Orbit Movies

HR 8799

This system harbors four super-Jupiters orbiting with periods that range from decades to centuries. We're currently monitoring this system to understand if and how this system is dynamically stable.

This footage consists of 10 images of HR 8799 taken with the Keck Telescope over 12 years. Video made by Jason Wang, data reduced by William Thompson and Christian Marois, and observations organized by Quinn Konopacky. Bruce Macintosh, Travis Barman, and Ben Zuckerman assisted in the observations.

Download (12-Year)

Old 7-Year Movie

Credit: Jason Wang (Northwestern)/William Thompson (UVic)/Christian Marois (NRC Herzberg)/Quinn Konopacky (UCSD)

Credit: Jason Wang & Malachi Noel (Northwestern)

β Pic b

β Pic b's orbit is just one degree from being perfectly edge-on. In this movie, twice we see the planet pass behind the coronagraph mask (black circle) that's blocking the bright star, and reppear on the other side. When the planet is unobservable, its estimated position is marked with an 'x'. β Pic b creates a warp in the disk we can see. This system also harbors a belt of rocky rubble as well as another gas giant planet closer in (both not seen in the movie). This movie is a 17-year time-lapse using over 30 frames of data from the Gemini Planet Imager, VLT/NACO, and VLT/SPHERE.


Old 5-Year Movie


The Fomalhaut system harbors a large ring of rocky debris that is analogous to our Kuiper belt. Inside this ring, the planet Fomalhaut b is on a trajectory that will cause it to pass straight through the ring. The nature of the planet remains mysterious, with the leading theory being the planet is enveloped in a sphere of dust.

The footage uses 5 images taken over 7 years using the Hubble Space Telescope. The ring is so large we don't have enough coverage of the ring to animate it. Rather, it is a composite image that combines all the data on the ring. Note that this movie was re-uploaded to fix an incorrect scale bar in December 2022 (credit to Andras Gaspar for spotting it).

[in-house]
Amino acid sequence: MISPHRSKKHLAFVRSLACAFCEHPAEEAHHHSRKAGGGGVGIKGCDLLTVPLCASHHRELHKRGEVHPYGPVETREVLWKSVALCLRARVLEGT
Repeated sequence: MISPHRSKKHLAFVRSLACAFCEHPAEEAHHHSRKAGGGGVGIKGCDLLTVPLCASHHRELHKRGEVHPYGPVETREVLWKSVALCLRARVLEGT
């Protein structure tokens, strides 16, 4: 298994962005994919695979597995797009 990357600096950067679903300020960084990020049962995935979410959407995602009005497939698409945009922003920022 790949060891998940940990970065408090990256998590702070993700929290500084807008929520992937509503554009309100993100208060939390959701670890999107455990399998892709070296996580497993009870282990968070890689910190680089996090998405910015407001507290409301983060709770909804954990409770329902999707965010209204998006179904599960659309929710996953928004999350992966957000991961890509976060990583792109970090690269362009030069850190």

Credit: Jason Wang (Northwestern)/Paul Kalas (UC Berkeley)

Credit: Jason Wang (Northwestern)/Gemini Planet Imager Exoplanet Survey

51 Eri b

51 Eri b was discovered in 2014 by the Gemini Planet Imager. At 2 Jupiter masses, it is the coolest and lowest mass imaged exoplanet to date, which makes it the imaged exoplanet that is most similar to Jupiter. It also lives in a triple star system. It orbits roughly 12 au from its main host star, but there are also two low mass stars 2000 au away that are gravitationally bound (too far away to be seen in these images). In monitoring the orbit, we wish to study the history of dynamical interactions 51 Eri b has had with the three stars in the system.

The footage uses 5 images taken over 4 years using the Gemini Planet Imager. In these 4 years, the planet is curving into the star, allowing us to see the gravitational pull of the star on this exoplanet.


How are these movies made?

We unfortunately do not have the luxury of watching these planets every night and record them. However, these planets move slowly, with orbital periods at least decades long, and predictably following Kepler's laws. We can use a technique called motion interpolation to reconstruct what the image should look like using images taken before and after the date we are interested in. Motion interpolation is a technique commonly found in video editing and in modern TVs.

What is the flare-looking stuff coming out from the stars?

The light that looks like is coming out from the mask that blocks the star is not astrophysical in origin. What you are seeing is the residual glare of the star, caused by starlight scattering off of the telescope and instrument optics. The images you see here are already processed to remove most of the glare of the bright star so that we can even see these planets. However, this process is not perfect and residual scattered starlight is what you see.


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